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Dental Management of Patients with Bleeding Disorders

Sandra D'Amato-Palumbo, RDH, MPS

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Appropriate management for patients with bleeding disorders who require routine invasive dental procedures, including subgingival debridement (scaling and root planing), restorative procedures or simple surgical procedures, consists of the following:

Step 1:  Take accurate, comprehensive histories: personal, medical, dental, and pharmacological.  Perform a thorough extra and intraoral examination to identify lesions indicative of a bleeding disorder.  When a known bleeding disorder is evident, understand the pathophysiology and its related impact on dental treatment.  When an unknown bleeding disorder is suspected, refer the patient to his physician or a hematologist to establish a diagnosis.  Definitive diagnosis of the bleeding/clotting disorder can be established by the physician or hematologist by ordering the “Prolonged Clotting Time Profile”11 laboratory tests.

Step 2:  Consult with the supervising physician to obtain additional information about the patient’s disorder or bleeding history. Continue to investigate and or to obtain medical clearance to treat.  Secondly, retrieve and evaluate the blood laboratory test results while scheduling the appointment within 24 hours of the results.

Step 3:  Develop an appropriate treatment plan: establish whether or not the invasive dental procedure will be carried out in the dental office or in a hospital-based dental facility.  Possibly, prior to invasive treatment, consider blood and or clotting factor replacement therapy for patients with hemophilia; and, patients with platelet disorders may require platelet transfusion therapy.  In addition, other medical interventions may be required beyond infusion therapies for the respective disorders; for example, fibrinolytic defects, vascular defects or modification of anticoagulant therapy may require specialized medical care.  When performing the invasive procedure, recommendations include: minimizing tissue trauma; consider hemostatic systems for predictable extensive bleeding during and after complex surgical procedures; consider alternative pain control techniques other than nerve-block anesthesia, especially for patients with coagulopathies; emphasize periodontal health to minimize gingival inflammation which can result in increased bleeding; and or consider using a combination of local hemostatic systems to manage bleeding episodes.  Specialty dental procedures (restorative, endodontic or surgical) can adhere to these fundamental guidelines in their approach to manage bleeding episodes, but most importantly, various invasive oral procedures carry a range of bleeding risk2,17,23,24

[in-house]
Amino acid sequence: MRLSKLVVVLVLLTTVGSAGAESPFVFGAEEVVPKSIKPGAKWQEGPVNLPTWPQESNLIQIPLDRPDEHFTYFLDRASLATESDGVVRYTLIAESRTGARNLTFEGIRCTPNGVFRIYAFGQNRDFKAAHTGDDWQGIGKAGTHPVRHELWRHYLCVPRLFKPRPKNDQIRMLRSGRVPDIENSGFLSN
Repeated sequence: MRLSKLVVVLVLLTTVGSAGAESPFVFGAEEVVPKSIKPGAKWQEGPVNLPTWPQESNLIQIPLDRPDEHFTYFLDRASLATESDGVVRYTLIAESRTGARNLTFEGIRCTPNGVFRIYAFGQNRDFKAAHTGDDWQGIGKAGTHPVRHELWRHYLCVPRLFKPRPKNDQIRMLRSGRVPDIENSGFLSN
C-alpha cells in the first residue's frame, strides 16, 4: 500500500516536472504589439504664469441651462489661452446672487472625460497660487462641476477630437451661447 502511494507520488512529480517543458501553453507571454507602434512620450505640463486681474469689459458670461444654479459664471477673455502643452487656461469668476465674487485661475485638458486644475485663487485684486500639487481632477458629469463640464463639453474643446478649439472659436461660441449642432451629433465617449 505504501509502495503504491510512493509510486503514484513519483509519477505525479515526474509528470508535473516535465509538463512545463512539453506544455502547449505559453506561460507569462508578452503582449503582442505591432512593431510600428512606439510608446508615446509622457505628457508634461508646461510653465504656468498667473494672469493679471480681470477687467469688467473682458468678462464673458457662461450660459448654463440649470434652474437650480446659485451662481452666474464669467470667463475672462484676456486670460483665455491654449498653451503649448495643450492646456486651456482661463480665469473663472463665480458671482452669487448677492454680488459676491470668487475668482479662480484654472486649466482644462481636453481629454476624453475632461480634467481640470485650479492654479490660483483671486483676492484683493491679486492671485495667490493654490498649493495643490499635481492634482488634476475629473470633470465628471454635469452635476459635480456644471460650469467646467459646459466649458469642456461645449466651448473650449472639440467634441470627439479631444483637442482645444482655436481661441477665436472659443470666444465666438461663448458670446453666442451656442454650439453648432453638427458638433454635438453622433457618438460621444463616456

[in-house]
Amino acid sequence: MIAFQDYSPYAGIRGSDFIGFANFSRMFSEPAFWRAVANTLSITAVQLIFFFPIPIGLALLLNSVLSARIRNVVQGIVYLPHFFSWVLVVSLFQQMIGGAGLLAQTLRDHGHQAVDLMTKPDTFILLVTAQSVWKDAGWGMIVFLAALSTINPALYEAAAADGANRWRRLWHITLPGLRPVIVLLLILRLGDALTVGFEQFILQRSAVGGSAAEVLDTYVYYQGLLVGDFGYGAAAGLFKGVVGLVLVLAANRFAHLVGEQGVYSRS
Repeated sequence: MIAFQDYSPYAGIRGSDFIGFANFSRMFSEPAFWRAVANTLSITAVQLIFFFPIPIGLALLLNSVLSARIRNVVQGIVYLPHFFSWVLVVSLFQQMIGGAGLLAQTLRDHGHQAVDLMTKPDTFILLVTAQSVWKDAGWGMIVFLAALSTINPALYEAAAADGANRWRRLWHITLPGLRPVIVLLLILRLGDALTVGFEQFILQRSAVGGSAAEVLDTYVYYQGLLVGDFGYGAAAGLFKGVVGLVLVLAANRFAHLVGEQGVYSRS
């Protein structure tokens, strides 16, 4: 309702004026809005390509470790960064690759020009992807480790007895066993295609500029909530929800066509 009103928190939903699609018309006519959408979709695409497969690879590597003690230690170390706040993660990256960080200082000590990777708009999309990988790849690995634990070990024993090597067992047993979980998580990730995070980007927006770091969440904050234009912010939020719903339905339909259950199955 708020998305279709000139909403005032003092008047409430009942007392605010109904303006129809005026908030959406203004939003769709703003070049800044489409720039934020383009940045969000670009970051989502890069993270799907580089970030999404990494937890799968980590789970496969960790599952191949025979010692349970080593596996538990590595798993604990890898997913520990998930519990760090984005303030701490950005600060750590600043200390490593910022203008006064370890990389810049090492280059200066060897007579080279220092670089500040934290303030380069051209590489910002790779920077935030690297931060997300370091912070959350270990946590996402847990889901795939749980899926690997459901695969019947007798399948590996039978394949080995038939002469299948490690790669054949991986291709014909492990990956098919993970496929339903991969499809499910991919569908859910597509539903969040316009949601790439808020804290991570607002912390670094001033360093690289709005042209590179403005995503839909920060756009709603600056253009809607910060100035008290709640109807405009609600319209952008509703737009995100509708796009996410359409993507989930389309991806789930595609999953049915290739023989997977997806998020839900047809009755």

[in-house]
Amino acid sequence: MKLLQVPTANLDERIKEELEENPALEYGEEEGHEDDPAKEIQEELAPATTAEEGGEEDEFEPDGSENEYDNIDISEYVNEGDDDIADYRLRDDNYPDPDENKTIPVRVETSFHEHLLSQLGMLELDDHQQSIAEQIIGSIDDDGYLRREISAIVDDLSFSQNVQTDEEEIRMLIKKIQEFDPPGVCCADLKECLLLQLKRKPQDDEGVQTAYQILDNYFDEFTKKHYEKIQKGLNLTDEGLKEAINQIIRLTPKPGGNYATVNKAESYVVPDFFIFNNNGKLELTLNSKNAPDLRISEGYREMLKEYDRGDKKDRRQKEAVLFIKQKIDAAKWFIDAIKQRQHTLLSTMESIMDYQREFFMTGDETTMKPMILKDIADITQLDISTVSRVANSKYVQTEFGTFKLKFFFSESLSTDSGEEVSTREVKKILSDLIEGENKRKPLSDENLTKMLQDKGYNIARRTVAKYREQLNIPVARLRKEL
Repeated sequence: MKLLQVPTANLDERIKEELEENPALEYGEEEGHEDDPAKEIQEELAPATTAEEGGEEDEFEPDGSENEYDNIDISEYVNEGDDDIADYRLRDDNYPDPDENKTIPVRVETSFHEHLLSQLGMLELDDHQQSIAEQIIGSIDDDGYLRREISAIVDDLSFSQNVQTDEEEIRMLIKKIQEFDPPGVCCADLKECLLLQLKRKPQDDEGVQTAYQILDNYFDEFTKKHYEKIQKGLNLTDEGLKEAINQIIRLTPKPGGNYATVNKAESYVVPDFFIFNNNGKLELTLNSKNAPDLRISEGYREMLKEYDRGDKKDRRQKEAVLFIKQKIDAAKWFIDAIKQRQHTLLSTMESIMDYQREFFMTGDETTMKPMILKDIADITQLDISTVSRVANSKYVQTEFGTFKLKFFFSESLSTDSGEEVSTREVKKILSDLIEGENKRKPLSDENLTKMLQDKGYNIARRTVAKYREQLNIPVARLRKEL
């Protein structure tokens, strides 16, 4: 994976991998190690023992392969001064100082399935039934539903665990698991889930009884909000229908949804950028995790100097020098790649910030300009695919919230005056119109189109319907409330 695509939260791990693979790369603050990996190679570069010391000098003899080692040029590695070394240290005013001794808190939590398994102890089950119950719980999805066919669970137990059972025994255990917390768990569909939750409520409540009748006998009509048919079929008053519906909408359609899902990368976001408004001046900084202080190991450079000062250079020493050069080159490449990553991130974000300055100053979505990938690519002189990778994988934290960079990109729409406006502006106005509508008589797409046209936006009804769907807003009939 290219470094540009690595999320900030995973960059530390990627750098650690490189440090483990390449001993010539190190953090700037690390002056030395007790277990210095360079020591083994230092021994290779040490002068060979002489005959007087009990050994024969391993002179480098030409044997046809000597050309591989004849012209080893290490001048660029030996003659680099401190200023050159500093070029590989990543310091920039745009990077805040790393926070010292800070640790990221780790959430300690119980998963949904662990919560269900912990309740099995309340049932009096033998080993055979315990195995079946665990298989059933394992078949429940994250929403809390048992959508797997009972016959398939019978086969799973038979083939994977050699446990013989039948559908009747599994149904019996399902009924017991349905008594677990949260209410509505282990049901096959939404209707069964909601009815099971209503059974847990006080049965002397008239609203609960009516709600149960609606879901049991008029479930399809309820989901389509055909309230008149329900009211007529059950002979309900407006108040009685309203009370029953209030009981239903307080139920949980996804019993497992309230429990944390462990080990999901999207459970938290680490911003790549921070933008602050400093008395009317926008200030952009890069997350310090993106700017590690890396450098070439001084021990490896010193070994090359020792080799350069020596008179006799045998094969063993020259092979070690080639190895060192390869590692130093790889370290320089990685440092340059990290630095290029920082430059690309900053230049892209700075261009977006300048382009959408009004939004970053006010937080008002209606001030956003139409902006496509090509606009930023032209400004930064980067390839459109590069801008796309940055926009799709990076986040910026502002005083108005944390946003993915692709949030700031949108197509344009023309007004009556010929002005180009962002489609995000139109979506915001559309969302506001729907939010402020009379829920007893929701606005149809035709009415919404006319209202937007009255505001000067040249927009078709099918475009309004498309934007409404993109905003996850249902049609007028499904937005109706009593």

When considering the management of a clinical bleed during various invasive dental procedures, hemostatic measures can include the following systemic or local applications: hemostatic irrigant; absorbable gelatin sponge containing a thrombin solution; gauze-soaked squares and or mouthrinses with fibrin or tranexamic acid (TXA); aminocaproic acid (EACA); vasoconstrictors in local anesthetics; surgical techniques and sutures; ice packs; and or a combination of these measures (Table 7).2,4,18,24,27 

Regarding patients on warfarin therapy, pharmacological evidence driven by a current, comprehensive literature review by investigators Patatanian and Fugate concluded the following outcomes regarding the use of hemostatic mouthwashes on patients with various INR target ranges: Based on several small clinical studies, tranexamic acid and epsilon aminocaproic acid hemostatic mouthwashes are shown to be effective and safe in this selective population; although, TXA is “6–10 times more potent than EACA.” 27 Neither hemostatic agent is prepared as a solution for local delivery; however, the pharmacist can prepare this hemostatic prescription as an aqueous preparation as indicated by the dental provider.27 Supporting this literature review is a Class I recommendation by Aframanian et al., based on a Level of Evidence A, by multiple randomized controlled trials. The use of a 2-day regimen of a 4.8% tranexamic acid mouthwash is helpful in achieving adequate clotting in patients on oral anticoagulation therapy after the simple oral surgical procedures.18 

More importantly, when selecting a hemostatic therapy that achieves adequate hemostasis when performing invasive dental procedures on patients with bleeding disorders one must consider the following elements:

  • The specific bleeding disorder
  • The need for a hemostatic agent and or intervention
  • The type of local and or systemic hemostatic agent
  • The need for a consultation with the patient's supervising physician to determine the need for coagulation factor replacement as indicated
  • The severity of the bleeding disorder
  • The specific invasive dental procedure that will induce a bleed intraoperatively and postoperatively.23 
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